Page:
Monday, January 30, 2023

Sunday Reading - More Winter Preps


All last week predictions were pretty universal that we were going to get hit with another Arctic plunge starting today. Well that did happen Yesterday I was dreaming of Spring seedlings and Sunshine than today there was a thin film of ice on the water troughs and the dog pretty much drug me sliding across the porch when I went to put him in the back yard. 

The animals are all somehow convinced I actually control the weather and let me know they are disappointed in me too. 

On the up side Saturday morning when I went out to split a trailer of wood for the week they were predicting lows into the single digits and highs in the upper 20's for the week. By the time I finished Saturday afternoon the prediction had changed to really just a Sunday thru Wednesday cold snap and a high well into the 40's by Wednesday afternoon.

I can live with that.

The February long range forecast even shows a continuation of the warmer than usual upper 40's and 50's well into the middle of the month. Give me a bit of breathing room to prepare for the new Winter use and wood usage before next year anyway now that I have a better idea of just how much I need with the smaller wood stove.

It is beginning to look as if things are slowing down at work maybe. It better or I am going to be hard pressed to get my garden preps done on time at this rate. 

No more predator attacks, untimely (or timely depending on how you look at it) deaths. The ground froze solid and added a new problem with my remaining sheep flock as now about half the sheep left are older ewes and one giant whether and half younger animals just now hitting their 3rd year. The younger sheep are all oopsies that were not meant to happen. My plan was to outlive the last of my critters and I am sure I still will but I did not want any new ones. The remaining ram and ewe's had other ideas while I was at work one day. 

The problem is that the old flock are all, well old,  and unable to hold their own on the rough frozen area around the feeders so they get knocked around and even one old girl was knocked down and was limping this afternoon. I may open up the hay field for them to graze over tomorrow despite the fact that Lilly tends to get lost out there until this unstable frozen mud softens up a bit for them. Sheep legs have never been the strong point of fat ewes anyway and the area around the feeders turns into a mess for their little hooves when frozen. Generally I get around this by just opening up all the pastures and let them go where they want but with Lilly being so deaf and blind now I been keeping them close and limiting them to the barn lot and the West pasture.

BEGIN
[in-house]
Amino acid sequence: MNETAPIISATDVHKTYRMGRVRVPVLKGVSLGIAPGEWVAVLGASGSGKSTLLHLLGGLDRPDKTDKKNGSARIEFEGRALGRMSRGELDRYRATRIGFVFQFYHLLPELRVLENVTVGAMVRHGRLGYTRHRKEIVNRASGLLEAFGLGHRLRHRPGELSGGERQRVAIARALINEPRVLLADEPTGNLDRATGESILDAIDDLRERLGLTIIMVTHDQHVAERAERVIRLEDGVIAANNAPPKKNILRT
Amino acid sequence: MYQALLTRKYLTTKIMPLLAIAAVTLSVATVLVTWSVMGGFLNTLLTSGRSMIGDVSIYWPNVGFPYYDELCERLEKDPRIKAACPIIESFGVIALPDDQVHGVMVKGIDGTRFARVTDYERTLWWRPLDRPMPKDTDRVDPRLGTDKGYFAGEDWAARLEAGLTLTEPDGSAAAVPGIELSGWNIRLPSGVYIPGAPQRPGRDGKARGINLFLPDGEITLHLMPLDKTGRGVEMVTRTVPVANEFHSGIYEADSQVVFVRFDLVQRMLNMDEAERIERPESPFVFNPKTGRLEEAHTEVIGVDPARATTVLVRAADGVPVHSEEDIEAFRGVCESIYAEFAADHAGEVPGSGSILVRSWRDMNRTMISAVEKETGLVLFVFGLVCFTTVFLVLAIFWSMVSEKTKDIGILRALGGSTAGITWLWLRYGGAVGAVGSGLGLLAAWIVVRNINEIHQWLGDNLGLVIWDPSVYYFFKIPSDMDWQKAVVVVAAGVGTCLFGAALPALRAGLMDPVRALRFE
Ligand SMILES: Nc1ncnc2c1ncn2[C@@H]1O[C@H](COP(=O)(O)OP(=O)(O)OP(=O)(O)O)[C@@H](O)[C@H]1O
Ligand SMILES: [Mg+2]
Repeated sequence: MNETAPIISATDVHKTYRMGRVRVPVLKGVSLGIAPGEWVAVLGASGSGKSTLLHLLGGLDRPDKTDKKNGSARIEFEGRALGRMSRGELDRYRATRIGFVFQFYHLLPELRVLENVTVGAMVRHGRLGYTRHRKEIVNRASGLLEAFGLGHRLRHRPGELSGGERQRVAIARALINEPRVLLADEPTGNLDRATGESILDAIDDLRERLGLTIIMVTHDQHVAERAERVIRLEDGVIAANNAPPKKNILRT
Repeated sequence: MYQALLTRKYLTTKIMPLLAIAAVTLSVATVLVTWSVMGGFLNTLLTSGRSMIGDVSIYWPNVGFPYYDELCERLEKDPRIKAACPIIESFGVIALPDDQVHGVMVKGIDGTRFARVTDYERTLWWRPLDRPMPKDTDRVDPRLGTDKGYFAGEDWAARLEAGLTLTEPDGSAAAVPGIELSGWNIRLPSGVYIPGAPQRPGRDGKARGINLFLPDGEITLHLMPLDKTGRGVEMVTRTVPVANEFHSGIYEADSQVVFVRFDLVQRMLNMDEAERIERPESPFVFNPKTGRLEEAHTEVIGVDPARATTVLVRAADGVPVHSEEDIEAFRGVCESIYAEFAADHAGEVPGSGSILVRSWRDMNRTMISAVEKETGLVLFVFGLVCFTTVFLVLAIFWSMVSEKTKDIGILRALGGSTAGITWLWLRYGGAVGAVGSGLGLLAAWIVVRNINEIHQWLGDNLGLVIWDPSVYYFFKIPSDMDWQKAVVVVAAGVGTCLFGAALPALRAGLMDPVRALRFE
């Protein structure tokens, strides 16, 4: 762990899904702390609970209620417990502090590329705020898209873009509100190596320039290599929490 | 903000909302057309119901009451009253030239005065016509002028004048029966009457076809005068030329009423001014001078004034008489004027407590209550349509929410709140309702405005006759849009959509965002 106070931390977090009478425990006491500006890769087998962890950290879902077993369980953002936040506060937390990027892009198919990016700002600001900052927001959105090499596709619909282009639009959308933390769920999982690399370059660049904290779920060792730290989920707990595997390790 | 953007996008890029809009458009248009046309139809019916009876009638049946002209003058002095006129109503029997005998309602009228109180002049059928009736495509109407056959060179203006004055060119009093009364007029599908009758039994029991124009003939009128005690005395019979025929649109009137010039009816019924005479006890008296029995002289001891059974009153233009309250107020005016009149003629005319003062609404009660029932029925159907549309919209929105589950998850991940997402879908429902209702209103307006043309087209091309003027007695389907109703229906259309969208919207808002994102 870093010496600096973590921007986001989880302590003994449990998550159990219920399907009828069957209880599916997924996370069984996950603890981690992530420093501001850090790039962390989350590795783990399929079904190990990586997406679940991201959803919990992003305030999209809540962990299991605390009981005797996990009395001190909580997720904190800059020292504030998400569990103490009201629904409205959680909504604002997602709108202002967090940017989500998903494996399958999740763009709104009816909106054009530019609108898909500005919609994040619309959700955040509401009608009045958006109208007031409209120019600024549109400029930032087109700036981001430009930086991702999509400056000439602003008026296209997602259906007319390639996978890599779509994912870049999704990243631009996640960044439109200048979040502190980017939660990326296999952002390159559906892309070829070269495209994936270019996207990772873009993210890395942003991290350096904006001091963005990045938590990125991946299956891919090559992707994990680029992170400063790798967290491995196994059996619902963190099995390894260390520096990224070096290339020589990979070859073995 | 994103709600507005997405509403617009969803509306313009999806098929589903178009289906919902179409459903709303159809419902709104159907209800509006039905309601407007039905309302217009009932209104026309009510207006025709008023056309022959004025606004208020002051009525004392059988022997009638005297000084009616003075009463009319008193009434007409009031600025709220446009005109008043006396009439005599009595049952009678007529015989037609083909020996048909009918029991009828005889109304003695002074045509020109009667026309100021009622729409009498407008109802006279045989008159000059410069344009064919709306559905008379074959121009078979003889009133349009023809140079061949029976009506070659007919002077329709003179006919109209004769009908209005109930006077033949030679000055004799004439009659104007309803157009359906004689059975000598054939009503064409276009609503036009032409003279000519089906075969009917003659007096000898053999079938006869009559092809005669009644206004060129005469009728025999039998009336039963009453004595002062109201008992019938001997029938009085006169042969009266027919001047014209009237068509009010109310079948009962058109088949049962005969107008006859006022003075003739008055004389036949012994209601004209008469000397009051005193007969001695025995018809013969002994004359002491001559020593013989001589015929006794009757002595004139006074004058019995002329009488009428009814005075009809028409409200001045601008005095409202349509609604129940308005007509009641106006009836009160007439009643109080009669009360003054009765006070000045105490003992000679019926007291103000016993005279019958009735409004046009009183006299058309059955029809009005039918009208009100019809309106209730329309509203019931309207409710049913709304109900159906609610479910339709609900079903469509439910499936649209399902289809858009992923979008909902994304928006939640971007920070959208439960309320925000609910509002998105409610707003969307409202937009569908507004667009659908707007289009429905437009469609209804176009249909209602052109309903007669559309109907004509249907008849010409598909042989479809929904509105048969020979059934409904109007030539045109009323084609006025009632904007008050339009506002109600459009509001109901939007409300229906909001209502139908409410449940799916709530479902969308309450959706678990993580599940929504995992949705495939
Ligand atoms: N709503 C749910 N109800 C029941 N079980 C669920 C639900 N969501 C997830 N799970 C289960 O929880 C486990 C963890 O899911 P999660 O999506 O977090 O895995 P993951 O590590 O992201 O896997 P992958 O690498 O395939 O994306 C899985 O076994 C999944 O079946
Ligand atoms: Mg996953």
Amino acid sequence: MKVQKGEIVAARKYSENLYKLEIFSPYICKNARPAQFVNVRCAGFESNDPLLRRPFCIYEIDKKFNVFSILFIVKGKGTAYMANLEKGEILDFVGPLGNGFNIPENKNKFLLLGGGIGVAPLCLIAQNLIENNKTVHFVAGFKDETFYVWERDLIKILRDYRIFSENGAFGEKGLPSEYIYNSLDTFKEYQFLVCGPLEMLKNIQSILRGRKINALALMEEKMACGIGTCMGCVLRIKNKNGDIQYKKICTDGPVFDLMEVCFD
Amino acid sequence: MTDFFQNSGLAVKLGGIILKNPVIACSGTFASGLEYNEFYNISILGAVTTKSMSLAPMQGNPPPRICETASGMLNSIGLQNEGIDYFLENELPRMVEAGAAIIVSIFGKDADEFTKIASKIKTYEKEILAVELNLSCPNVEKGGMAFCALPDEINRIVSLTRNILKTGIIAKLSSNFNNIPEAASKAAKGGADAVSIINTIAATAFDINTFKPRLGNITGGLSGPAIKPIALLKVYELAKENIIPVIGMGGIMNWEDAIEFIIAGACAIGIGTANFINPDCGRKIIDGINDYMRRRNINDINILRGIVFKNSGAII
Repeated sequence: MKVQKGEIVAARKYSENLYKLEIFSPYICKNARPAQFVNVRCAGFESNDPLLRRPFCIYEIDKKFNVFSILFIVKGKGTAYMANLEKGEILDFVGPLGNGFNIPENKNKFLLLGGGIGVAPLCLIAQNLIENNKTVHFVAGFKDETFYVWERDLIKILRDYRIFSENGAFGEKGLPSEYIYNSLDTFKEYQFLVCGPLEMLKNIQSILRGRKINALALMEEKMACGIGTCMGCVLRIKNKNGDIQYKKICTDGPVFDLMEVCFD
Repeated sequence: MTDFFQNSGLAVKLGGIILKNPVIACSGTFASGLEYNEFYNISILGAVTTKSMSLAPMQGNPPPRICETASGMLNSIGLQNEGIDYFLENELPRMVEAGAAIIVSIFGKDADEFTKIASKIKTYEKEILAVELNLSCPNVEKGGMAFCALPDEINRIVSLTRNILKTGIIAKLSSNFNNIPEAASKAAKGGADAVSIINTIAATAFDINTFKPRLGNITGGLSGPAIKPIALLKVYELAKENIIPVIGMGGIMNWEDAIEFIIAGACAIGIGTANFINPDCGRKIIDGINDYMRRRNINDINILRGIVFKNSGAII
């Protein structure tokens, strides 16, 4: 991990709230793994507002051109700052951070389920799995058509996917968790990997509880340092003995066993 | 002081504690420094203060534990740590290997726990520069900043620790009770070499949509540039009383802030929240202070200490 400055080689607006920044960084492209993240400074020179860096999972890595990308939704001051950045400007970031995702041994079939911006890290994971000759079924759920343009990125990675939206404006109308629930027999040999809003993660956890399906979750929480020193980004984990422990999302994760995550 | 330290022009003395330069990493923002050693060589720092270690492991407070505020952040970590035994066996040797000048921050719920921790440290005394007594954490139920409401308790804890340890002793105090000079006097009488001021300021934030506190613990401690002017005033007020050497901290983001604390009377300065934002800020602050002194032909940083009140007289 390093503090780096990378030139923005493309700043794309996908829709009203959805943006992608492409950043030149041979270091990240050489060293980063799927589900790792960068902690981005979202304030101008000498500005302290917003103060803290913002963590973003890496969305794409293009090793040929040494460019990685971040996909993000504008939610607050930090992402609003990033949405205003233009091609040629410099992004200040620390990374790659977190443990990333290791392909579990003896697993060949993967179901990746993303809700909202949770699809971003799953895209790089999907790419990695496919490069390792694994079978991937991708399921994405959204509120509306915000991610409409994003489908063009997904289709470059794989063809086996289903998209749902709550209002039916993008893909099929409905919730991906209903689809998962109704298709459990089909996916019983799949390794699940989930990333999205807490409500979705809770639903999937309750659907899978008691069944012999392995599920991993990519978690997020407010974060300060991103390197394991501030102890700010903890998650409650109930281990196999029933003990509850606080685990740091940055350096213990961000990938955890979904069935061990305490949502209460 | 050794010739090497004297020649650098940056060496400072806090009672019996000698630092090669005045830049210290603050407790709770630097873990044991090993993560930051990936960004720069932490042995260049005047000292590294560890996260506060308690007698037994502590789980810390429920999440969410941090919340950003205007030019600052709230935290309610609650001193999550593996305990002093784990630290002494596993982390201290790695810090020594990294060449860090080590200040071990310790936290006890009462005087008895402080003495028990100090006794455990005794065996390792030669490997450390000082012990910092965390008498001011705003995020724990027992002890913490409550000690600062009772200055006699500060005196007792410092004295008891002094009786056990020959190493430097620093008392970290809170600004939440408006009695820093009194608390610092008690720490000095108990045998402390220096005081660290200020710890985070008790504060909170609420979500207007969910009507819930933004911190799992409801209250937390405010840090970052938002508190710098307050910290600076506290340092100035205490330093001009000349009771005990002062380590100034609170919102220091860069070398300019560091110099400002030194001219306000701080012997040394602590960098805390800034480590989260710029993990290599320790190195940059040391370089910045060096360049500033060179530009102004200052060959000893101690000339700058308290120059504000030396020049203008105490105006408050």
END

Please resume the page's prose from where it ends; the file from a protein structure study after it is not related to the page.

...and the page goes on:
I also suspect that is why they are eating much more hay than usual too.

It has been nice not having to go on a 2 or 300 yard nature walk to find my missing ewe every afternoon though.

Still only 2 more days until February so things are looking up. The days are lasting longer and the temps are becoming easier to live with. It won't be long now.

Keep Prepping Everyone!!!!



  1. That's a relief about the predator attacks. Hopefully, they've all moved on to more suitable hunting grounds.

    I hear you about elderly animals. It's one of the reasons I've always sold my goats while they're still in their prime and productive, so I don't have to have the added care when they get old. That sort of works with the does, but it's harder with the bucks because that's where I tend to rely on genetic variety. My breed isn't terribly common (making them easier to sell) but it also means a lot of travel and expense to replace one of them with outside stock.

  2. keep lily and a friend out of pasture.
    they can rule the home roost while the others are pasturing


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